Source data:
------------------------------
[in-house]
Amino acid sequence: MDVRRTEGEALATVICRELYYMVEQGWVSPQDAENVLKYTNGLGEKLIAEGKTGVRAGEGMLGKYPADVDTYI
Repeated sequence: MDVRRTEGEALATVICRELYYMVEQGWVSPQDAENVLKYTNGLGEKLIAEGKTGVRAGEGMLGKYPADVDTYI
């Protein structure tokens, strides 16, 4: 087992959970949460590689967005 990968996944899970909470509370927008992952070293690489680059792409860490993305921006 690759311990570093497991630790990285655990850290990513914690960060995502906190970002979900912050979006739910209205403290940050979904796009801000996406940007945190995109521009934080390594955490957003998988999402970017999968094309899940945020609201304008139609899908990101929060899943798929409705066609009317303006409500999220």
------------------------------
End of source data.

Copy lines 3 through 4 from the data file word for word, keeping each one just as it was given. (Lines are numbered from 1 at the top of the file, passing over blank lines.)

Repeated sequence: MDVRRTEGEALATVICRELYYMVEQGWVSPQDAENVLKYTNGLGEKLIAEGKTGVRAGEGMLGKYPADVDTYI
């Protein structure tokens, strides 16, 4: 087992959970949460590689967005 990968996944899970909470509370927008992952070293690489680059792409860490993305921006 690759311990570093497991630790990285655990850290990513914690960060995502906190970002979900912050979006739910209205403290940050979904796009801000996406940007945190995109521009934080390594955490957003998988999402970017999968094309899940945020609201304008139609899908990101929060899943798929409705066609009317303006409500999220």